Our path vs God’s path

I recently read a book written by a popular pastor about getting your life back on the right path and making choices that lead you to where you want to be.

The book had a lot of good points about making choices and facing the consequences of our decisions.

  • If I sit around on my couch all day and eat junk food, I can’t expect to be fit and healthy.
  • If I spend all my time working, I shouldn’t expect to have strong relationships with my family and friends.
  • If I spend all my money on new clothes and shoes, I can’t expect to have enough money to pay my bills and live in financial stability.

But there is one idea, a very important and central idea, that I was disappointed the book didn’t cover thoroughly: Sometimes what we want isn’t in God’s will for our lives.

Nowhere in the Bible are we promised to get everything we want. I could make all the right decisions and all the good choices in the world and still not get what I want.

In 2 Corinthians 11:24–27, Paul describes all the hardships and sufferings he endured while sharing the gospel. He was whipped, beaten, stoned and shipwrecked, among others. Do you think his dream was to be tortured and imprisoned? No. Was this torture and imprisonment the consequences of his bad decisions or lack of faith? Also no. It was because God was working mighty things through Paul’s missionary journey. Paul’s life played out just the way God ordained.

And the same is true in my life and your life.

Just because I wasn’t hired by Disney as an editorial assistant when I applied several years ago, doesn’t mean I didn’t make the right choices leading up to it. It just means that it wasn’t God’s will for me to work at Disney.

Just because my offer on the first house I wanted wasn’t accepted, doesn’t mean I was suffering the consequences of any bad decisions. It just means that house wasn’t a part of God’s will for my life.

It is important to remember that our choices have consequences and can lead us down a path of destruction. It is equally important to remember that our God is sovereign over all, and not getting what you want doesn’t always mean you made bad decisions or did the wrong thing — sometimes it just means it wasn’t God’s will.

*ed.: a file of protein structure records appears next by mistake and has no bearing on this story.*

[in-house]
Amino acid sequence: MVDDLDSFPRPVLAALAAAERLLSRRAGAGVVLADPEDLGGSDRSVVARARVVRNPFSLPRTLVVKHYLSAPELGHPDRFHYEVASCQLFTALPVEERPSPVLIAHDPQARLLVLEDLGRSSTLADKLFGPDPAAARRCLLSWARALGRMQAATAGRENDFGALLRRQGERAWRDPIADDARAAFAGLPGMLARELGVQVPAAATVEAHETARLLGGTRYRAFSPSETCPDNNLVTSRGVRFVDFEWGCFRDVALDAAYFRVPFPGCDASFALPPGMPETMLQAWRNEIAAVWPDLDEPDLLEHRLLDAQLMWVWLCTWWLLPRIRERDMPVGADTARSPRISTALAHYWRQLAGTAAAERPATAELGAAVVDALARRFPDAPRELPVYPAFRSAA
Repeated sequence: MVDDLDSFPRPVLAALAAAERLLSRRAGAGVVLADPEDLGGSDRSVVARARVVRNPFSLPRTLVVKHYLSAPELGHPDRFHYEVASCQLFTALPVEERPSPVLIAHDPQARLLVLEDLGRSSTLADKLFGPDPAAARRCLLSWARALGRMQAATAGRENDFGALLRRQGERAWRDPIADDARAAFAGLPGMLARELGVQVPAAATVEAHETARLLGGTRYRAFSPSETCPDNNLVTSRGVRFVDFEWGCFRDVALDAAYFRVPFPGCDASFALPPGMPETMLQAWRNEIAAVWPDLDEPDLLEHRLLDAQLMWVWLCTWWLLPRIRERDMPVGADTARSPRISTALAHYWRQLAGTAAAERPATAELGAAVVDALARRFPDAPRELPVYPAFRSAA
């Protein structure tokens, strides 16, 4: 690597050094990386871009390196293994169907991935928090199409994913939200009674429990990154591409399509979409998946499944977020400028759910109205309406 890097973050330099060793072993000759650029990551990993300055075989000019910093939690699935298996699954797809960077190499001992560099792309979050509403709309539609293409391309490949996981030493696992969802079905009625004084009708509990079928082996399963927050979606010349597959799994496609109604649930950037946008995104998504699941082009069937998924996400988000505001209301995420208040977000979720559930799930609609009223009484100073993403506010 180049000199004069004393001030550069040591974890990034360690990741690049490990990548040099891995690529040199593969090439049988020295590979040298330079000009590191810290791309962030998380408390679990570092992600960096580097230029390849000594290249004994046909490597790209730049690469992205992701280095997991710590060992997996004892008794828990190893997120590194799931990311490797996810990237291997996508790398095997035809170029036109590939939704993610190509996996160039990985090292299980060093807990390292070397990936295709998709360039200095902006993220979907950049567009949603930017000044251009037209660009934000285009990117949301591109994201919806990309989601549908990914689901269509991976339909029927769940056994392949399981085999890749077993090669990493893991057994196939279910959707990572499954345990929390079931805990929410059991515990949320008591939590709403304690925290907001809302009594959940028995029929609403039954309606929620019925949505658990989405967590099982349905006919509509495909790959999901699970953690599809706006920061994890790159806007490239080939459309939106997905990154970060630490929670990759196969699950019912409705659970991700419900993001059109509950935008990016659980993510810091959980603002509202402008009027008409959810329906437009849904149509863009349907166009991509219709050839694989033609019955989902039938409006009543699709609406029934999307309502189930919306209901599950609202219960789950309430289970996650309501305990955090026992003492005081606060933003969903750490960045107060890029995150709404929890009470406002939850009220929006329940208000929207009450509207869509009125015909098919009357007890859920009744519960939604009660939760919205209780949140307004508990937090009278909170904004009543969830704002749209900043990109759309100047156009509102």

I hope to remain financially stable throughout my life, but I will likely never be wealthy (though I would love to be). Does not having a huge house with a vacation home on a lake mean I made bad decisions? No. (Though maybe from a worldly perspective it seems so.) It means God’s will for my life was to work in a career that would never make me millions, but would bring glory to His kingdom.

Did teachers make bad decisions that led them to a career with an infamously low salary? No. They are teachers because God has called them to shepherd and encourage the next generation.

And if I am unable to remain financially stable because of job loss or an emergency of some kind, does that mean I made the wrong choices? Not necessarily. God just has something greater in mind for me.

There is a common misconception throughout Christianity today that being a Christian and following God will lead to health, wealth and happiness. (This is called the Prosperity Gospel.)

A verse often cited about God giving Christians what they desire is Psalm 37:4:

“Delight yourself in the Lord, and He will give you the desires of your heart.”

People often focus on the second part of verse 4: “He will give you the desires of your heart.” But the first part of the verse is most important.

If we delight in the Lord — meaning if we love God and pursue a deeper knowledge of Him — He will work in our hearts to make our desires match His.

It doesn’t mean that if we attend church and read our Bibles, God will give us a husband, two kids and a big house.

As we grow in our love for and relationship to God, He shapes our hearts to look more like His. We begin to want what He wants for us. We want His will for our life, not whatever earthly short-sighted plan we concocted for ourselves.

So instead of living life as if all your dreams will come true as long as you make the right and good decisions, turn those dreams over to God. Release yourself from the pressure of feeling like you have to have enough faith and do enough good things to manifest the life you think you want.

Trust in God and His sovereignty. He has a glorious plan for your life — and no, it may not include a spouse, kids, your dream career and a mansion (or whatever your specific dreams are) — but it will be an epic journey in which you get to bask in the glory and power of our Almighty God and share that hope with others.

If you want to learn more about the Prosperity Gospel and God’s sovereign will, I recommend “American Gospel,” a documentary that hit Netflix in recent weeks.

Jessica Ingram is a regular contributor to The Scroll. She also is project manager for TAB Media Group. She graduated from Mississippi State University in 2017 and is a member of The Church at Brook Hills, Birmingham.


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